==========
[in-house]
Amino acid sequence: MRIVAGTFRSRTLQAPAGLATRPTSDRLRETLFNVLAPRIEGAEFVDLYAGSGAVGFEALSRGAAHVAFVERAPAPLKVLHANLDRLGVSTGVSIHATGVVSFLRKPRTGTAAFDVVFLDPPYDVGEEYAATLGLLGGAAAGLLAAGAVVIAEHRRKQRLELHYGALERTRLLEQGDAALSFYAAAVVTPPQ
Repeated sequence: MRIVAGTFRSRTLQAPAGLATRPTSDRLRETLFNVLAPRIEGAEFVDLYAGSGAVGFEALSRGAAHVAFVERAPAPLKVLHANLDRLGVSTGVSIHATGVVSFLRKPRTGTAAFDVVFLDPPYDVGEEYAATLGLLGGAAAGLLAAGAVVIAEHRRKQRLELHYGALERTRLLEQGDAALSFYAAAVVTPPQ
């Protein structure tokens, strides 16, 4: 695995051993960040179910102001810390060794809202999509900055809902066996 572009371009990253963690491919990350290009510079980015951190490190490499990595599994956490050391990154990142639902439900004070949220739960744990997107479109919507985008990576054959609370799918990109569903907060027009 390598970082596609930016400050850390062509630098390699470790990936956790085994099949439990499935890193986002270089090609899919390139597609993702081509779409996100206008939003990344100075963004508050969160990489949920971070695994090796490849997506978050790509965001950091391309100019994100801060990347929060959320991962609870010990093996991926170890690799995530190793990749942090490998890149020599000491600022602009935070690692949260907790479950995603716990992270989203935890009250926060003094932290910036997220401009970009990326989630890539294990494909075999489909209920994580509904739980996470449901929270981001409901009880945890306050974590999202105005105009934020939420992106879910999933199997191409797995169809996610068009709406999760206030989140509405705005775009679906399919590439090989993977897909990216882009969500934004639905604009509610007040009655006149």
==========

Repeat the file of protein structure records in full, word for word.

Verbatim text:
[in-house]
Amino acid sequence: MRIVAGTFRSRTLQAPAGLATRPTSDRLRETLFNVLAPRIEGAEFVDLYAGSGAVGFEALSRGAAHVAFVERAPAPLKVLHANLDRLGVSTGVSIHATGVVSFLRKPRTGTAAFDVVFLDPPYDVGEEYAATLGLLGGAAAGLLAAGAVVIAEHRRKQRLELHYGALERTRLLEQGDAALSFYAAAVVTPPQ
Repeated sequence: MRIVAGTFRSRTLQAPAGLATRPTSDRLRETLFNVLAPRIEGAEFVDLYAGSGAVGFEALSRGAAHVAFVERAPAPLKVLHANLDRLGVSTGVSIHATGVVSFLRKPRTGTAAFDVVFLDPPYDVGEEYAATLGLLGGAAAGLLAAGAVVIAEHRRKQRLELHYGALERTRLLEQGDAALSFYAAAVVTPPQ
């Protein structure tokens, strides 16, 4: 695995051993960040179910102001810390060794809202999509900055809902066996 572009371009990253963690491919990350290009510079980015951190490190490499990595599994956490050391990154990142639902439900004070949220739960744990997107479109919507985008990576054959609370799918990109569903907060027009 390598970082596609930016400050850390062509630098390699470790990936956790085994099949439990499935890193986002270089090609899919390139597609993702081509779409996100206008939003990344100075963004508050969160990489949920971070695994090796490849997506978050790509965001950091391309100019994100801060990347929060959320991962609870010990093996991926170890690799995530190793990749942090490998890149020599000491600022602009935070690692949260907790479950995603716990992270989203935890009250926060003094932290910036997220401009970009990326989630890539294990494909075999489909209920994580509904739980996470449901929270981001409901009880945890306050974590999202105005105009934020939420992106879910999933199997191409797995169809996610068009709406999760206030989140509405705005775009679906399919590439090989993977897909990216882009969500934004639905604009509610007040009655006149």